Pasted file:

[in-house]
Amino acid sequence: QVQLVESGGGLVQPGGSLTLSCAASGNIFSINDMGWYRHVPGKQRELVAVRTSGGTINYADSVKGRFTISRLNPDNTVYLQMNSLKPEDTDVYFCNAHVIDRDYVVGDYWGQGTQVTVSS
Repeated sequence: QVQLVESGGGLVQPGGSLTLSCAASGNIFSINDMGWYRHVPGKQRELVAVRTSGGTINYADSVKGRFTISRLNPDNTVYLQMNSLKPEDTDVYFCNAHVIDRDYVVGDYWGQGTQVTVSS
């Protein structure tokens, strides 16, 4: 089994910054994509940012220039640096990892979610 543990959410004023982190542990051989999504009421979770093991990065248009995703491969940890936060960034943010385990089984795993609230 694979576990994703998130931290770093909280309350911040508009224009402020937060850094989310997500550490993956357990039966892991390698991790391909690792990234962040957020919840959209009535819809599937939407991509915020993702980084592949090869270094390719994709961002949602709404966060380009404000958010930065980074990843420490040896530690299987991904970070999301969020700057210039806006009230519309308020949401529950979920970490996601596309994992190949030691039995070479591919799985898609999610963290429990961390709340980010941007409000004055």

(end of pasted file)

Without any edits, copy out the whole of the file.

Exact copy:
[in-house]
Amino acid sequence: QVQLVESGGGLVQPGGSLTLSCAASGNIFSINDMGWYRHVPGKQRELVAVRTSGGTINYADSVKGRFTISRLNPDNTVYLQMNSLKPEDTDVYFCNAHVIDRDYVVGDYWGQGTQVTVSS
Repeated sequence: QVQLVESGGGLVQPGGSLTLSCAASGNIFSINDMGWYRHVPGKQRELVAVRTSGGTINYADSVKGRFTISRLNPDNTVYLQMNSLKPEDTDVYFCNAHVIDRDYVVGDYWGQGTQVTVSS
């Protein structure tokens, strides 16, 4: 089994910054994509940012220039640096990892979610 543990959410004023982190542990051989999504009421979770093991990065248009995703491969940890936060960034943010385990089984795993609230 694979576990994703998130931290770093909280309350911040508009224009402020937060850094989310997500550490993956357990039966892991390698991790391909690792990234962040957020919840959209009535819809599937939407991509915020993702980084592949090869270094390719994709961002949602709404966060380009404000958010930065980074990843420490040896530690299987991904970070999301969020700057210039806006009230519309308020949401529950979920970490996601596309994992190949030691039995070479591919799985898609999610963290429990961390709340980010941007409000004055």